Ironwood: Road project to create 200 jobs

Developer says it is close to deal with government

Developer Ironwood says local companies and workers will be hired on all aspects of the highway construction project, estimating that the public private partnership will create around 200 jobs. 

David Moffitt, owner of the company, said he is hopeful the outline business case for the infrastructure project can be published in March, paving the way for the $360 million golf resort development to proceed. 

The 10-mile extension to the East-West Arterial Highway is considered crucial to the success of the planned resort, and work on the road will begin as soon as a formal agreement is reached between the developer and government. 

A business case is required for large public-private partnerships to demonstrate value for money and ensure the deal falls within the parameters of the Framework for Fiscal Responsibility laid down by the United Kingdom. That process has been in the works since February last year, when the two parties signed a memorandum of understanding on the project. 

Mr. Moffitt said that final business case would demonstrate that government and the Caymanian people are getting a good deal. 

He said Florida construction firm GLF has been hired as lead contractor as there was no local company that could meet the $50 million performance bond required by Ironwood’s financial backers.  

But he insisted there is an agreement, which will be incorporated in the final deal with government, that GLF will provide technical oversight and subcontract much of the work to Cayman companies.  

He said there would be an open tender process for all subcontractors, and the deal with government would be structured to maximize work for Cayman firms and employment for Caymanians.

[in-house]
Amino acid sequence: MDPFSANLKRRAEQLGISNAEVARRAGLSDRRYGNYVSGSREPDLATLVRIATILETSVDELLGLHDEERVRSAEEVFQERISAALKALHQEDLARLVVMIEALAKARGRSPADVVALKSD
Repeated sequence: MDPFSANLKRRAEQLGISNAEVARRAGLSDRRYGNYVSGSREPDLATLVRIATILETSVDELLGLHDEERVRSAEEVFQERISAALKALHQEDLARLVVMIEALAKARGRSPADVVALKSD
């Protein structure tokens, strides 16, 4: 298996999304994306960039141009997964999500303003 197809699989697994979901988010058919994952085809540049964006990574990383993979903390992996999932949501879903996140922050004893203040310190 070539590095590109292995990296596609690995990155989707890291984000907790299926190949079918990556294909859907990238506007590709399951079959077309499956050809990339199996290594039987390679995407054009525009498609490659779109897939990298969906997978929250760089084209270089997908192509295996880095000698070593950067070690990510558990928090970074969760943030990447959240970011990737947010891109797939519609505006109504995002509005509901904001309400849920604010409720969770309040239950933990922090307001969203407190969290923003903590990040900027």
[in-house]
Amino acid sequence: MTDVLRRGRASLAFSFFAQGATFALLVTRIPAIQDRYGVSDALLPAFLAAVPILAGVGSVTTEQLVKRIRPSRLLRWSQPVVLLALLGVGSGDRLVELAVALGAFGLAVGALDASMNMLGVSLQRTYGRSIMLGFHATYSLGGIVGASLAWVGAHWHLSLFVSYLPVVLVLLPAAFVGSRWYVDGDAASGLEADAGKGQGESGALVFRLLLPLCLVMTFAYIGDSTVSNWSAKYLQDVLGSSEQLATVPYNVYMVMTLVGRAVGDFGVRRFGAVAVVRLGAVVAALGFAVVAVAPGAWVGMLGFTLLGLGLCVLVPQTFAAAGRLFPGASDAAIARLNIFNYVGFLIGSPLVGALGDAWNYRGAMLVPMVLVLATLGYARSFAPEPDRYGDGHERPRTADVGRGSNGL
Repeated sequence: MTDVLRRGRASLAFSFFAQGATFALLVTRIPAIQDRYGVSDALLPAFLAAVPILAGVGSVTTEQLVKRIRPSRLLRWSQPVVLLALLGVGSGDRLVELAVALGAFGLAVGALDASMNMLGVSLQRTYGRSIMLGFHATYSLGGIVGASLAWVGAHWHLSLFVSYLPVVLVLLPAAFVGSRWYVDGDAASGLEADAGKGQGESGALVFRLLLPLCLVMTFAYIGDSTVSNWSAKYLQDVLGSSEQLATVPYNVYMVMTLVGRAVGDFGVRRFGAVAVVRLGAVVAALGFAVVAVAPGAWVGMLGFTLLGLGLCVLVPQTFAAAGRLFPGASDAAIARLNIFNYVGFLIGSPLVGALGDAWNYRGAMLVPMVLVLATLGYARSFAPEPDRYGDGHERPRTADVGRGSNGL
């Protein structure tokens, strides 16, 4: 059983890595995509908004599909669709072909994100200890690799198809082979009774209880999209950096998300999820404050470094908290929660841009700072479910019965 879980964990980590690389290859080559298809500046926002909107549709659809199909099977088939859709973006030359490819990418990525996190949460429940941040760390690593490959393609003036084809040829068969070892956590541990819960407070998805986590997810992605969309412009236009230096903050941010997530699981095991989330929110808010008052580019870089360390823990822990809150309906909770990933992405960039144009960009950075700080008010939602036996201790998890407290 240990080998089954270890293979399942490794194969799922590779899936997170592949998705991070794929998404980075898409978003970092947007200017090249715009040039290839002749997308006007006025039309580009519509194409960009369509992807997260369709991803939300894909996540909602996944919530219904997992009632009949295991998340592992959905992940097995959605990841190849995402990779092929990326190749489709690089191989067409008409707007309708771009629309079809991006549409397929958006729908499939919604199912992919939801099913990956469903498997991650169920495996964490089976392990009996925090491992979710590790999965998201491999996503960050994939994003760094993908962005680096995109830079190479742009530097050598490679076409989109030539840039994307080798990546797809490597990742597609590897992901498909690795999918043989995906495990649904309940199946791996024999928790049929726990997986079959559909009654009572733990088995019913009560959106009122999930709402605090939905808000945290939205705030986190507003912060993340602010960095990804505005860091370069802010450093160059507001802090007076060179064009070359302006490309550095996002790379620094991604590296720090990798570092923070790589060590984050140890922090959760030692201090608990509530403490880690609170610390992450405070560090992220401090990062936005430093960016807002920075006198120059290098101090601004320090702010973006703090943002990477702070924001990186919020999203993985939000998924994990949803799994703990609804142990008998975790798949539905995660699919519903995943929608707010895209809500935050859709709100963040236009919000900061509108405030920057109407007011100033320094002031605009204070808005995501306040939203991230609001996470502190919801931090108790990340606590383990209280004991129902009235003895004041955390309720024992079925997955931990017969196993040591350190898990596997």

He said the road construction is expected to create approximately 200 jobs over two years, 95 percent of which could be for Caymanians. 

He added, “This infrastructure project will put 75 percent of its dollars directly into local hands. That equates to nearly $40 million going to local quarries, truck drivers, equipment operators and contractors. They in turn will be spending on local services, which will have a direct and immediate impact on the entire economy.” 

Mr. Moffitt said the road project is different from other major public works, which typically require a competitive tender process to ensure government gets best value for the people’s money. 

Ironwood had obtained financing and would pay for the road, he said, recouping some of its costs from government through an annual user fee. But he suggested the company would take a net loss on the project. 

Ironwood wants the road in place to create fast access from George Town to its resort and is willing to take a financial hit that other contractors would not, he believes. 

“This is being done according to the Framework for Fiscal Responsibility,” Mr. Moffitt said. “Ironwood has proposed to build and finance a road previously planned by the National Roads Authority as an infrastructure project that obviously would not be built until government has the funds available.  

“Since there are no companies lining up to pay government to build government’s road, it would be futile to request a tender. The result would be no different than when government issued a tender asking someone to pay them to take the two million tires out of the landfill.” 

He said the NRA did its own independent assessment of the road costs, which were pegged at $50 million.